Gov. Tim Walz is urging President Donald Trump and former Vice President Joe Biden's campaigns to comply with Minnesota's COVID-19 safety guidelines ahead of their visits to the state later this week.
Walz wrote a letter to the campaigns asking them to help prevent the spread of the coronavirus in Minnesota by respecting the state's rules about masks, crowd size and social distancing.
“As the election nears, Minnesotans look forward to hearing from political candidates about their vision for our state and country,” Walz wrote. “While we welcome the opportunity for Minnesotans to participate in democracy, we ask that your events comply with our state’s COVID-19 safety guidelines. Partner with us in the fight against COVID-19.”
Walz wrote in the letter that more than 1,900 Minnesotans have died from the virus, including more than 200 in the past month.
"Please demonstrate that you value Minnesota by protecting the health of our communities. Join us in our efforts to prevent the spread of COVID-19, keep our businesses open, and get back to the activities we love," Walz wrote.
To comply with the relevant safety guidelines in Minnesota, people attending an event must maintain at least six feet apart at all times, including when entering and exiting an event, and face coverings must be worn indoors and are strongly encouraged outside, the letter states.
Meanwhile, Walz says events generally must not exceed 25% capacity or more than 250 people, but noted that campaign organizers may be able to increase attendance at events if they choose a venue with multiple event spaces.
The Trump campaign is again hosting large rallies, ignoring COVID-19 safety guidelines that have been encouraged by the White House. Images from recent campaign stops, including one in Nevada in which the governor there slammed Trump for holding a packed indoor rally, show hundreds of people closer than six feet apart and many without masks.
Locally, the Minnesota DFL has attacked local Republican campaigns for not wearing masks, holding events indoors and not maintaining proper social distancing at events.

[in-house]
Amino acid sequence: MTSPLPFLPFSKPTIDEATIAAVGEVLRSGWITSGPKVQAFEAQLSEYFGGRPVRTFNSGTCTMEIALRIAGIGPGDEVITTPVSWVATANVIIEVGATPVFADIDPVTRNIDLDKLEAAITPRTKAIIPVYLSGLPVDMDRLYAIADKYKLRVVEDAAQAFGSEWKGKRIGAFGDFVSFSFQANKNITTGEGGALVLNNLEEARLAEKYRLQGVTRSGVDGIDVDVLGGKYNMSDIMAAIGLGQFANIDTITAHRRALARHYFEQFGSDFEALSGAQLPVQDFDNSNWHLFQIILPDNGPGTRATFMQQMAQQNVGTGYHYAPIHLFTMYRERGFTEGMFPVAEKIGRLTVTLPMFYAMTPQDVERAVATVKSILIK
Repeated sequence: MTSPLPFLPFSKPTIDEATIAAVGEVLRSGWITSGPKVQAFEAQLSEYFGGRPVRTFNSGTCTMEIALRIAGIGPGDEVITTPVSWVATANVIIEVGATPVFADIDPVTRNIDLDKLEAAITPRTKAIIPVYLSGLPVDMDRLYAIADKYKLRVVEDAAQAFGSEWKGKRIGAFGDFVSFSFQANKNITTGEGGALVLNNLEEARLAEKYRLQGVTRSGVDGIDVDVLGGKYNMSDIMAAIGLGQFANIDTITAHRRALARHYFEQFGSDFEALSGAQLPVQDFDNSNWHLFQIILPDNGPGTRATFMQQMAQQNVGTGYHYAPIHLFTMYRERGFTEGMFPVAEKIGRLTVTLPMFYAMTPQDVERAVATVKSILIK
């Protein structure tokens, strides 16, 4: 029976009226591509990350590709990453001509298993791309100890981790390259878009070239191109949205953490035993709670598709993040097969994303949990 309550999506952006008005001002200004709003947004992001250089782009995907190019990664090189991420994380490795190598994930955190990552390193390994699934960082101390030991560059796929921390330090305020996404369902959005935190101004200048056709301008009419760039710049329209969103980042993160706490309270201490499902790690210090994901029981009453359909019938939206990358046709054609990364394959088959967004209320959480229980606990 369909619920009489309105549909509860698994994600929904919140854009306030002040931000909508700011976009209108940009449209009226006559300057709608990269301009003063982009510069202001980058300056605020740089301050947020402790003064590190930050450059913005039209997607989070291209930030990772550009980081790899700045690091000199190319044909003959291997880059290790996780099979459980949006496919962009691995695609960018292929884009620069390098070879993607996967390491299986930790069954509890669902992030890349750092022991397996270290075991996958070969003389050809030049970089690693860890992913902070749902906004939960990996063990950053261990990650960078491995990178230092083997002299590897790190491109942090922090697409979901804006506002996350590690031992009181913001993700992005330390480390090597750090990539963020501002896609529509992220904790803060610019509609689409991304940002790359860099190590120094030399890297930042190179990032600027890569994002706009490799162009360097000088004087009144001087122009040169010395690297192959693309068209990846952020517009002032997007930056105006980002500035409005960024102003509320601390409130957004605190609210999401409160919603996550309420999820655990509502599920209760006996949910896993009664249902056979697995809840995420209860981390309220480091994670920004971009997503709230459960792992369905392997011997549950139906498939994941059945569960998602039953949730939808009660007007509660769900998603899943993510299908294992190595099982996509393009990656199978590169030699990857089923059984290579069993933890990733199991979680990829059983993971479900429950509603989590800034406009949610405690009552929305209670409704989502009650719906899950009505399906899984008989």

Meanwhile, Biden and local DFL campaigns are mostly sticking to virtual events and fundraising or holding events outdoors.
Walz wrote in the letter that the White House for the past few weeks has "encouraged us to 'ensure compliance with current MN StaySafe Plan occupancy restrictions.'" Walz says these restrictions are consistent with recommendations from the federal Centers for Disease Control and Prevention and White House coronavirus expert Dr. Deborah Birx, who on a recent visit to the state stressed following safety guidelines to keep Minnesota's growing coronavirus numbers down.
She noted that people in rural areas of Minnesota are not following COVID-19 safety guidelines including social distancing as well as those in cities.
After losing it by just 1.5% to Hillary Clinton in 2016, Trump sees Minnesota as one of his best chances to flip a state, having seen his support grow particularly in rural areas and the Iron Range.
Trump was last in Minnesota in August, when he gave speeches at MSP Airport and in Mankato.
He is hoping the support in greater Minnesota will be enough to overcome the deficit he faces in the Twin Cities metro area.
The latest poll from KSTP/SurveyUSA showed Trump trailing Biden by 9% in Minnesota. However, the poll has a 5.2% margin of error and the same companies polled the race in 2016 and found Clinton to have a 10% lead just before the election.
The location of Biden's visit next week has not been revealed, but in coming to Minnesota, the Democratic nominee will do what Clinton failed to do in 2016.
It's the latest in a series of visits to Minnesota, with Trump family members including Donald Trump Jr., Ivanka Trump, and Lara Trump coming to the state, along with VP Mike Pence. Meanwhile, Biden's wife Dr. Jill Biden visited a Minnesota school last week and Biden's running mate Kamala Harris recently held a virtual meeting with Minnesota DFL leaders.